By Sean Tubbs

Charlottesville Tomorrow

Monday, September 26, 2011

VDOT engineer John Giometti explains one of the concepts for a northern terminus which would use two traffic signals and a “diverging diamond”

A task force convened by Supervisor

Kenneth C. Boyd

has told the Virginia Department of Transportation how they would like to see a northern terminus for the

Western Bypass

designed, but they have received no guarantees that their recommendations will be incorporated into the request for proposals that will be issued later this week.

“I implore VDOT to include these recommendations in the initial RFP and/or any subsequent amendments,” said David Shifflet, a task force member who serves as the president of the

Forest Lakes Community Association


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The task force has met twice with VDOT officials and made four basic recommendations.

First, they want to ensure the terminus stays on the west side of U.S. 29 and south of Ashwood Boulevard. Second, they want the footprint to be as small as possible and to have no impact on the existing at-grade intersection of U.S. 29 and Ashwood. Third, they do not want any at-grade interchanges or traffic lights. Fourth, they did not want to allow any u-turns.

“Task force members were unanimous in their support of these recommendations,” Shifflet said “We feel their inclusion into the design requirements of the northern terminus by VDOT is imperative to protect the entrance ways of the Forest Lakes and Hollymead communities.”

At a town hall meeting Monday night, Shifflet said VDOT has been receptive to the recommendations but are unable to guarantee they will be incorporated into the parameters that would be issued as part of the RFP when it is released later this week.

Harold Jones, Jr., a VDOT location and design engineer from Culpeper who is serving as the project manager for the bypass, told the audience that the highway will be planned and constructed using a design-build approach.

“In this format, contractors are involved early on in the design process so their valuable input can be on the front-end to try to come up with a better solution before the final design is complete,” Jones said.

Jones said his job was to receive public input and pass them on to his superiors at VDOT who will make the final call on the parameters of the RFP.

“There will be a decision, beyond me, about what will be included and what won’t be based on public input,” Jones said.  ‘We appreciate all the input we have gotten and it’s being made known throughout [VDOT].  As part as defining the parameters by which the RFP will be issued, some may be incorporated and some may not be.”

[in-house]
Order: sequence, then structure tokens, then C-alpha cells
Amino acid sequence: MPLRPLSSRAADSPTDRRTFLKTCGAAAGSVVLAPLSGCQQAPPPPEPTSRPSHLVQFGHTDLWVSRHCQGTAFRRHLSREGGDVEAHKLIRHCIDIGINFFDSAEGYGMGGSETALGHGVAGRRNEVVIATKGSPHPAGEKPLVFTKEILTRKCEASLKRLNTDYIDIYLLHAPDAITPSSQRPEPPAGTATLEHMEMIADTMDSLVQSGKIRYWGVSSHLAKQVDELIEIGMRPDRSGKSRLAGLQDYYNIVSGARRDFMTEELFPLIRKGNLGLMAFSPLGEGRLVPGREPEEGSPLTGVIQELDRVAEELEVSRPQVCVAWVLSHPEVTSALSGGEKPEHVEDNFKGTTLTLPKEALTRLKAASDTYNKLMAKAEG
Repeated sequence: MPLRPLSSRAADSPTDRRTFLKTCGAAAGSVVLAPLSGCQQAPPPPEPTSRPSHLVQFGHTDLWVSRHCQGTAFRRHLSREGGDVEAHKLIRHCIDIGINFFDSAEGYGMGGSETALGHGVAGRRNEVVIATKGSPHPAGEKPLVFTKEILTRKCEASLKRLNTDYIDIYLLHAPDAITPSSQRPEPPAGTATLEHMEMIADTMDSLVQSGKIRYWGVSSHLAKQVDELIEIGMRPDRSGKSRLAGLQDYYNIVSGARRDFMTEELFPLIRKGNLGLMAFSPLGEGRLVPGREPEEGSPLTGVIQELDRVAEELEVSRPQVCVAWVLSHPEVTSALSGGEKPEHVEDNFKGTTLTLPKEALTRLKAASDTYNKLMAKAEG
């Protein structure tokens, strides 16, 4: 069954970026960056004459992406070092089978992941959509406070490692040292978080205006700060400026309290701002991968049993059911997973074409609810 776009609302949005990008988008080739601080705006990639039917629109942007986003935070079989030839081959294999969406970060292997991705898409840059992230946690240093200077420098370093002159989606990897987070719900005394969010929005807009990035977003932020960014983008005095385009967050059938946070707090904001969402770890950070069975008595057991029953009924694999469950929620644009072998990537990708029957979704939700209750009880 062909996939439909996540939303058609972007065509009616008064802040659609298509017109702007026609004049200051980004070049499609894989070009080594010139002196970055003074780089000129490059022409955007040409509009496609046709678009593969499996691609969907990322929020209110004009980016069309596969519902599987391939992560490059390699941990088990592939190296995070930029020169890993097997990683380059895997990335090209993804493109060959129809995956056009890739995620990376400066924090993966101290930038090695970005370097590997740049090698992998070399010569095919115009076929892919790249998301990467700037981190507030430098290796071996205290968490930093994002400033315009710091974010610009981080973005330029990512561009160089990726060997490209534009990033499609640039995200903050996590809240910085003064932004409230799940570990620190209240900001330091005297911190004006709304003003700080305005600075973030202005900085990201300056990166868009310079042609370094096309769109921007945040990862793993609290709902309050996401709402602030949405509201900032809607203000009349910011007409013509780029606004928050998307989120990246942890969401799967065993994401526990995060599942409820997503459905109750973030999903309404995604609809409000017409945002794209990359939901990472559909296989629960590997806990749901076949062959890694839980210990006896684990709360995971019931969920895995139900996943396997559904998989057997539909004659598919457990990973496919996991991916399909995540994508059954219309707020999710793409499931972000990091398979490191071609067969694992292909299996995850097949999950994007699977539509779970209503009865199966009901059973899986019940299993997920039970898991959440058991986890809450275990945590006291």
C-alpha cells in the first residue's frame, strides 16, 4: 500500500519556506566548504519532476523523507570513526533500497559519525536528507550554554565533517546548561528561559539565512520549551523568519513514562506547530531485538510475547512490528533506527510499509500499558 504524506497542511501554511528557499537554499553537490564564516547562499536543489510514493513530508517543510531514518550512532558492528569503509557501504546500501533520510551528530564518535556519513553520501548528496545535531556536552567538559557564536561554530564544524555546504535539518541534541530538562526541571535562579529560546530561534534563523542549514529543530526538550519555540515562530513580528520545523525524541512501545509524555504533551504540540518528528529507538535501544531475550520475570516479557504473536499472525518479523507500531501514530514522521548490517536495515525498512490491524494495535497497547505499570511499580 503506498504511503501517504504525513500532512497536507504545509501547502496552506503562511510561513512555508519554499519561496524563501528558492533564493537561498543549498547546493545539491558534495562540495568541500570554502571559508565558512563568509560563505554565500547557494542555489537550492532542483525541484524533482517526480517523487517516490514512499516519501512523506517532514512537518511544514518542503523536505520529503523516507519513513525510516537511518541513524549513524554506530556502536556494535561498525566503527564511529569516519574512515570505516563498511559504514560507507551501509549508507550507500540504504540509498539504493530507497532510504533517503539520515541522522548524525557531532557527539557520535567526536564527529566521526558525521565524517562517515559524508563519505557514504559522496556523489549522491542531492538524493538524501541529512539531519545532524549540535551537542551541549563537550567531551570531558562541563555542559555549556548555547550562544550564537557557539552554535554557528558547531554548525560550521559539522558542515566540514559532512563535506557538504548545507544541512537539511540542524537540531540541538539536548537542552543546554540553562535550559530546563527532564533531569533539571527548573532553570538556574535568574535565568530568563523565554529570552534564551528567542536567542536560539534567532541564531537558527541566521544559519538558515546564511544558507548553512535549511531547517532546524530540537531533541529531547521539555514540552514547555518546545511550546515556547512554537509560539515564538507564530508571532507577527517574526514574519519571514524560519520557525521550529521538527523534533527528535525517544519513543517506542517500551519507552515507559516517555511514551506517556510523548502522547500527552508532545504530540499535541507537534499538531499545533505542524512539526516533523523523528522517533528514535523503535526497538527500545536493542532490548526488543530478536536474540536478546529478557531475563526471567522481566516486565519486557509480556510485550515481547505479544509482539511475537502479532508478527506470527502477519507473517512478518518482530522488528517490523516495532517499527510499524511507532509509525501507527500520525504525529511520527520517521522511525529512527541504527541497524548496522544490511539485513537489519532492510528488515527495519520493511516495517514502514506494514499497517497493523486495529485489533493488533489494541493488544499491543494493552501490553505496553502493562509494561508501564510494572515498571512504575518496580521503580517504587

After a lengthy question and answer period, VDOT engineers unveiled two conceptual drawings for what the northern terminus might look like. They stressed these were not directives to potential bidders.

“It’s important to figure out what exactly will work and won’t work,” said VDOT engineer John Giometti. “What we’ve done is try to take some of this initial public feedback and see if [requests] can even be accommodated from an engineering standpoint.”

One of the concepts displayed would use two new traffic lights south of Ashwood Boulevard to help traffic navigate a “diverging diamond” design that would briefly see traffic travel on the other side of the road in order to accommodate the bypass on-ramps. VDOT is planning to build the first of these in Virginia at Zion’s Crossroads.

“That would be a small footprint and low-cost because there would not be any bridge structures included in the interchanges,” Giometti said.

However, Giometti said task force members did not like the idea of new traffic lights, so a second conceptual design was created to show how the bypass could connect to U.S. 29 via grade-separated interchanges.

“This [second] design appears to incorporate the recommendations of the task force,” Shifflet said. “I hope they’re listening. We’re the ones who have to drive up and down this road every day.”

VDOT engineer Harold Jones Jr. explains the other conceptual alternative

Giometti said bidders will not be restricted to the concepts. However, the exact parameters of the RFP will not be known until it is advertised later this week.

Ann Thornber, a member of the task force, said she was happy to have participated in the process because she said it will result in a better road for Forest Lakes.

“We didn’t want any more stoplights,” Thornber said. “We’re going to be pushing and will keep in touch,” Thornburgh said.

Russell “Mac” Lafferty, an Albemarle County Planning Commissioner and member of the CHART committee, said he was concerned that public input from the task force was not going to be included in the initial RFP.

“They are saying that the first chance to really give public input will be in November,” Lafferty said. “By then, much of the design process may be completed.”

Giometti said the southern interchange would also be designed by the winning contractor and could result in a smaller footprint than the one designed in 1997.

“A three-story flyover ramp is not something that the community has ever been thrilled with so that’s one of the things we’re hoping we can eliminate,” Giometti said.

He added that could mean traffic lights at the southern interchange, but the exact design will not be known until VDOT issues an award.


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